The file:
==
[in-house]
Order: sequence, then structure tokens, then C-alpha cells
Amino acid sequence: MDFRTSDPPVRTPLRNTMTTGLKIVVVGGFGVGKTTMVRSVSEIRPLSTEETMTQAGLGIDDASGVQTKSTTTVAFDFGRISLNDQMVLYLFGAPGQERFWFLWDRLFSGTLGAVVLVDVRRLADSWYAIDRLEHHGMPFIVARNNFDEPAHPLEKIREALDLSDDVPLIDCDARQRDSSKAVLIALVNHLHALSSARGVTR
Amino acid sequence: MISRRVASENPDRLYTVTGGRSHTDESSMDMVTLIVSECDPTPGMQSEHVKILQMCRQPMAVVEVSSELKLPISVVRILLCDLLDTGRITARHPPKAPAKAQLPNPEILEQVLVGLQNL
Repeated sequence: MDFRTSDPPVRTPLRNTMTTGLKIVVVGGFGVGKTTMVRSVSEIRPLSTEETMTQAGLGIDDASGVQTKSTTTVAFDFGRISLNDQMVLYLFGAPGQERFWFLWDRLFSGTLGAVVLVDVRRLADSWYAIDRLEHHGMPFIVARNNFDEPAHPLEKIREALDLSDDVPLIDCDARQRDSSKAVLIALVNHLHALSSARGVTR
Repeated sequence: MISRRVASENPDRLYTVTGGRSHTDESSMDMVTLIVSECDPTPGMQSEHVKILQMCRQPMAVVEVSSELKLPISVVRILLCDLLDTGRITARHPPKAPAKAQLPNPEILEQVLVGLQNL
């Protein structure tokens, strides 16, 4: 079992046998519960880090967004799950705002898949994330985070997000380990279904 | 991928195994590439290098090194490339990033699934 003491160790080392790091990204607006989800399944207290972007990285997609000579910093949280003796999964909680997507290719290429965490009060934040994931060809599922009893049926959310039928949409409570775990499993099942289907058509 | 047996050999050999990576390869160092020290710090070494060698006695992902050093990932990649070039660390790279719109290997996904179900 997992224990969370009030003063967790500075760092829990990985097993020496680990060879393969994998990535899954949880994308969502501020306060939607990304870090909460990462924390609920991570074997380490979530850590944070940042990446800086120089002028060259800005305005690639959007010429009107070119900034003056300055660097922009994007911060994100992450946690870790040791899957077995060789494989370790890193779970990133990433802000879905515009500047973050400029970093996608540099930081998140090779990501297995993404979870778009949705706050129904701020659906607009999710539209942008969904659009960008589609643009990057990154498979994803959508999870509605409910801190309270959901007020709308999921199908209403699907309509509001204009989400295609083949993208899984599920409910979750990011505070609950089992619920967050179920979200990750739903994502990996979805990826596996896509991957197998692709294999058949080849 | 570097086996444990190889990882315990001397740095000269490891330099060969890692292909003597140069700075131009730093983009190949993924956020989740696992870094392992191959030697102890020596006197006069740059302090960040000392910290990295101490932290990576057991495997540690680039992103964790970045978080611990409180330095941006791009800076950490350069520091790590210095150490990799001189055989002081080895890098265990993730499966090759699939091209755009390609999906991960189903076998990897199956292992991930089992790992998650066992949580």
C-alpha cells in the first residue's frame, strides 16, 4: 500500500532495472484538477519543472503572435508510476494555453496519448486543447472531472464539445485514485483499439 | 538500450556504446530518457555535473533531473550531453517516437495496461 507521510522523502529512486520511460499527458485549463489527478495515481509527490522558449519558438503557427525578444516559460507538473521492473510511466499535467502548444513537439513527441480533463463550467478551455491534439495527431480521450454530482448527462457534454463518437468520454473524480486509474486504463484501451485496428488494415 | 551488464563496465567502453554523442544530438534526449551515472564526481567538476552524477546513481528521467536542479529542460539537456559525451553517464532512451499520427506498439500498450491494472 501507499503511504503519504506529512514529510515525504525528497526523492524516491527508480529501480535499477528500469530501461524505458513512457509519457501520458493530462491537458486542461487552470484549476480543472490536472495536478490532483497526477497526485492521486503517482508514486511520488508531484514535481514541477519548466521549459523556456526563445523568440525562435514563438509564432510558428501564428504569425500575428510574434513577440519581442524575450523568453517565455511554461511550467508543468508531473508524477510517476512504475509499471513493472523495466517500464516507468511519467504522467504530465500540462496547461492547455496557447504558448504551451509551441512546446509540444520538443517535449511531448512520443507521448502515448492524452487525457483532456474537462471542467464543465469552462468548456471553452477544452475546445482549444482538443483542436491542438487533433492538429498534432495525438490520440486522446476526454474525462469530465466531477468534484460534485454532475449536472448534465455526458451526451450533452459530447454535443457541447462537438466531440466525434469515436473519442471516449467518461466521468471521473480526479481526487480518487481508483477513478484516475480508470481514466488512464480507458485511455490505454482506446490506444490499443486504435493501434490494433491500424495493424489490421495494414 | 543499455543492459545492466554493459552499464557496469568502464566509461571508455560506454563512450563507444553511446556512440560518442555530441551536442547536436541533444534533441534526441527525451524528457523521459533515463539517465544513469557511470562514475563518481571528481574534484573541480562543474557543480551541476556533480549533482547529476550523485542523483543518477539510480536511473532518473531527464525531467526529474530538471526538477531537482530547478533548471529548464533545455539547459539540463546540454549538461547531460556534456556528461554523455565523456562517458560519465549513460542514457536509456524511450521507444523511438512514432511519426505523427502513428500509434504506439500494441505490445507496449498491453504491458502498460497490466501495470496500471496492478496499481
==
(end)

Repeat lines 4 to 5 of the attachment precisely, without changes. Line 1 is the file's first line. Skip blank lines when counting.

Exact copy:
Amino acid sequence: MISRRVASENPDRLYTVTGGRSHTDESSMDMVTLIVSECDPTPGMQSEHVKILQMCRQPMAVVEVSSELKLPISVVRILLCDLLDTGRITARHPPKAPAKAQLPNPEILEQVLVGLQNL
Repeated sequence: MDFRTSDPPVRTPLRNTMTTGLKIVVVGGFGVGKTTMVRSVSEIRPLSTEETMTQAGLGIDDASGVQTKSTTTVAFDFGRISLNDQMVLYLFGAPGQERFWFLWDRLFSGTLGAVVLVDVRRLADSWYAIDRLEHHGMPFIVARNNFDEPAHPLEKIREALDLSDDVPLIDCDARQRDSSKAVLIALVNHLHALSSARGVTR